Two unexpected posthumous releases 

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Few fans expected new studio works from Leonard Cohen and Harry Nilsson, but these albums are more than afterthoughts. Cohen had worked with his son Adam to leave 2016’s You Want It Darker (Sony/Columbia) as a final will and testament, so Adam emphasized that the new album Thanks for the Dance (Sony/Columbia) was more than leftovers. That case can be made decisively for the precise poetry and exquisite arrangements of songs like “Happens to the Heart” and “The Night of Santiago,” arguably better than any track in the “final” album. Still, the new one is a mere nine tracks with at least two minimal fillers. More live sets may emerge from the archives, but any more studio Cohen is bound to scrape the bottom of the barrel.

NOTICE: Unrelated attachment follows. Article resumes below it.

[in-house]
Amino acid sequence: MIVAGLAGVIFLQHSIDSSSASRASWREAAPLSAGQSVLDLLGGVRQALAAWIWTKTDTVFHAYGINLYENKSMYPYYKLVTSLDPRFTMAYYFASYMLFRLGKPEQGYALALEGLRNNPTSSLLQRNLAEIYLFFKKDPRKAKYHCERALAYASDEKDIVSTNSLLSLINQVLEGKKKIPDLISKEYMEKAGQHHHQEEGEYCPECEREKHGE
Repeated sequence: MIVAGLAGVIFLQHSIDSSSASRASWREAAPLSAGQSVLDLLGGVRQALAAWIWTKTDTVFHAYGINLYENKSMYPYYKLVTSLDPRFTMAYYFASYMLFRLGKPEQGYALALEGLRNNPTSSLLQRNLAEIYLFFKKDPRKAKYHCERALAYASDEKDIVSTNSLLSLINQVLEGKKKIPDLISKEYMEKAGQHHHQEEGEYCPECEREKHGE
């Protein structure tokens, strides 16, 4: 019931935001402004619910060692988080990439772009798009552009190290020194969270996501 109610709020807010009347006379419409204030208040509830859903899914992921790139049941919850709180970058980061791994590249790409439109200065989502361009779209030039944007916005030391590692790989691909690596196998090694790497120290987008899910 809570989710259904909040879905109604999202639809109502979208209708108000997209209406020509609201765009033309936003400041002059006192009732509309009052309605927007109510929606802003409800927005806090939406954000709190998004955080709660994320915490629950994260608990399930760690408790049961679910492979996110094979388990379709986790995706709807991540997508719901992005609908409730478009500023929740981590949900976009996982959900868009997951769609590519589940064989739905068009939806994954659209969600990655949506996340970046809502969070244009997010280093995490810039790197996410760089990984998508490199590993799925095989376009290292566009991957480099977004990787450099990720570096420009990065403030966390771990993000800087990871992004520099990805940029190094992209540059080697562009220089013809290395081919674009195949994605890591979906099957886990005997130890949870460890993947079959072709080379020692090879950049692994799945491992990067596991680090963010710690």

Nilsson’s Losst And Founnd (Omnivore Recordings) is a more mysterious case. Nilsson declared himself “retired” after the 1980 release of Flash Harry. He decided to record a final album as his heart condition worsened in 1993, but never finished musical dubs before dying in early 1994. It took producer Mark Hudson 26 years to finish those arrangements, but the results might be worth the wait. Tracks like “U.C.L.A.” and the title track are as funny and spirited as his Top 40 hits. The songs become slower and more predictable near the album’s end, but this special gem provides a bookend to Nilsson’s career that’s been missing for 40 years.


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